Tuesday, 12 January 2010

Watching the Vast Machine

The Traveller, by John Twelve Hawks, is a thriller about the rise of CCTV monitoring. In the novel, all the CCTV and other forms of remote monitoring are combined to form the “Vast Machine” which gives a small elite the ability to monitor and so rule the world. The only defence is to live “off the grid” but this becomes increasingly difficult. The Vast Machine effectively creates a “virtual Panopticon," a reference to architect Jeremy Bentham’s speculative prison – the Panopticon – in which prisoners are always on view.

The number of CCTV cameras in the UK is not known. In 2004 Professor Clive Norris estimated that there were 4.3 million, with any individual being caught on camera 300 times per day – but as there is minimal regulation of state or private CCTV installation there is no accurate or up-to-date figure. In addition to regular CCTV, Gatso cameras pick up speeding, traffic light violations, inappropriate use of bus lanes and other driving misdemeanours while other cameras enforce congestion charge zones. Eating one’s own food at restaurant tables? Probably in the near future. And more - soon they will be picking up faces or suspicious patterns of movement. There are some interesting articles about the rise of surveillance in the UK on the SpyBlog.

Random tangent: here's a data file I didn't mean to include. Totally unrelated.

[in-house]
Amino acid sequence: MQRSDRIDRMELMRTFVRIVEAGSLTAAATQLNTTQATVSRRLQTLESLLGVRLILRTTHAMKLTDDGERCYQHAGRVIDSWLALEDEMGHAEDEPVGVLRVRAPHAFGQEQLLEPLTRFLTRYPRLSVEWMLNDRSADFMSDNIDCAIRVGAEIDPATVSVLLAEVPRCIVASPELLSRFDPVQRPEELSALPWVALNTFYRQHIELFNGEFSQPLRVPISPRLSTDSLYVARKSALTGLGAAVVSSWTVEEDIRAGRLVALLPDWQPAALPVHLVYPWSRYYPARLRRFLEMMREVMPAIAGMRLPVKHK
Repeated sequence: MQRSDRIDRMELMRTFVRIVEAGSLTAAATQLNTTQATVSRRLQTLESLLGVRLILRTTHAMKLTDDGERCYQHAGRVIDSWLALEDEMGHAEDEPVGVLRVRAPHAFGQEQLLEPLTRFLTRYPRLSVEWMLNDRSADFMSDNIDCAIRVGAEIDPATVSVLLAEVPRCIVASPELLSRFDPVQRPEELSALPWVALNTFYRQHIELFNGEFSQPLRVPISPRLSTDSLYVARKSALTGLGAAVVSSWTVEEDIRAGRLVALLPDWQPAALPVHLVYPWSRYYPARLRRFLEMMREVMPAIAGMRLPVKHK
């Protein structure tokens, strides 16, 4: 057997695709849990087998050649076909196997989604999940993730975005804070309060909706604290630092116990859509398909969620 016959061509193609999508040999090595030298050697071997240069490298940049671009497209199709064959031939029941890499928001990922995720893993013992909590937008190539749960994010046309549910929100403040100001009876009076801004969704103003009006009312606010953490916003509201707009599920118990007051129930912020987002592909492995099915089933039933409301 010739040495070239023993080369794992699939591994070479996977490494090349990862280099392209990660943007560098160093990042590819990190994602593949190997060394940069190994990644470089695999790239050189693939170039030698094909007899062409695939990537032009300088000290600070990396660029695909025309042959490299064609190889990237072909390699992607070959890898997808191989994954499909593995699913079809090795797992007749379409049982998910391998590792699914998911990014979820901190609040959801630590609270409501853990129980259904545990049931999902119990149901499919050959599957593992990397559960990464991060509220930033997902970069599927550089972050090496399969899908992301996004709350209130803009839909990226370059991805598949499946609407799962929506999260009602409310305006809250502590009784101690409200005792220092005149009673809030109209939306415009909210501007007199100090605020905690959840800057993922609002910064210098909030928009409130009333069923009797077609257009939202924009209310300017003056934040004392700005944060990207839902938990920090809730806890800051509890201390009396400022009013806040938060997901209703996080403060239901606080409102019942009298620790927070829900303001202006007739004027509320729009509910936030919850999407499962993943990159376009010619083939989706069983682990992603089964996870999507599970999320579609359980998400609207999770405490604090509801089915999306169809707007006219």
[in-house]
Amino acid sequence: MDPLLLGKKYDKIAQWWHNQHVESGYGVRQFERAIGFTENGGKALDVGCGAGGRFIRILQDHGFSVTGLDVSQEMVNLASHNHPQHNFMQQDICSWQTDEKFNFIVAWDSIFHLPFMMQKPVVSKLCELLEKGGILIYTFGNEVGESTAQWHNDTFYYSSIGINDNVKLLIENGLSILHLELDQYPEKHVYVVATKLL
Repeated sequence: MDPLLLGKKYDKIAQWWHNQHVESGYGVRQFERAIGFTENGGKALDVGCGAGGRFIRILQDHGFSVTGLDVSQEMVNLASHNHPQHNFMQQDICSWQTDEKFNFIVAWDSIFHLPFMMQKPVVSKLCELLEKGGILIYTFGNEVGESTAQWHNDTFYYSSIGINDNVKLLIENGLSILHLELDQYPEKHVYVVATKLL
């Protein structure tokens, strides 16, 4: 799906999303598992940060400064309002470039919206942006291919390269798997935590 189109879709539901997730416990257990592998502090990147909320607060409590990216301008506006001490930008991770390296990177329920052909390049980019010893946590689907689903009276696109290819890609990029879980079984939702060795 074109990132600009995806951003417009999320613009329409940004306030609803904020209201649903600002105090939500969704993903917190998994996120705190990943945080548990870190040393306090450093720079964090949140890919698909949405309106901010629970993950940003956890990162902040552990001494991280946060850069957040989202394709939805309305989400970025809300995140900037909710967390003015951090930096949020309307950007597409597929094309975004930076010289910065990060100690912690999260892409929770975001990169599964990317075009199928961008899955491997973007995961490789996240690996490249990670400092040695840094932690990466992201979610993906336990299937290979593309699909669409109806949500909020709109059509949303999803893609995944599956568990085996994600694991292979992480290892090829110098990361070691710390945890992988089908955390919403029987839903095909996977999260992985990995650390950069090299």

However the fear of constantly being monitored – and who might have access to the data or images – is only one side of the CCTV story. I wonder if other people have driven past a Gatso camera and triggered the flash – it’s not always clear why this happens – and then heard nothing? Or, in trying to recover stolen goods, have discovered that the tapes were “lost” or “corrupted,” or worse, the premises don’t want to share their CCTV with the victim or the police – and are not legally obliged to do so. According to the BBC, about a thousand cameras are installed for every crime that is solved by CCTV. It's hard to see how all those cameras could be effectively monitored unless every one of us carried out some shifts as a security guard, recalling the plot of A Scanner Darkly in which an anonymous narcotics agent is required to set up a watch on himself.

A feature of Bentham’s original Panopticon design was that, while the prisoners would always be visible in their glass cells, the guards were always hidden in the central tower. A single guard could operate window shutters via levers to give the impression of a fully staffed watchtower – or at times there might be no guards at all and the prisoners would never know. Sometimes I get the feeling I’m not being watched…


Anonymous said...

We can continue fight this war as long as we are not apathetic.

Sci-Fi Gene said...

This poster is clearly doing his or her best to stay off the grid!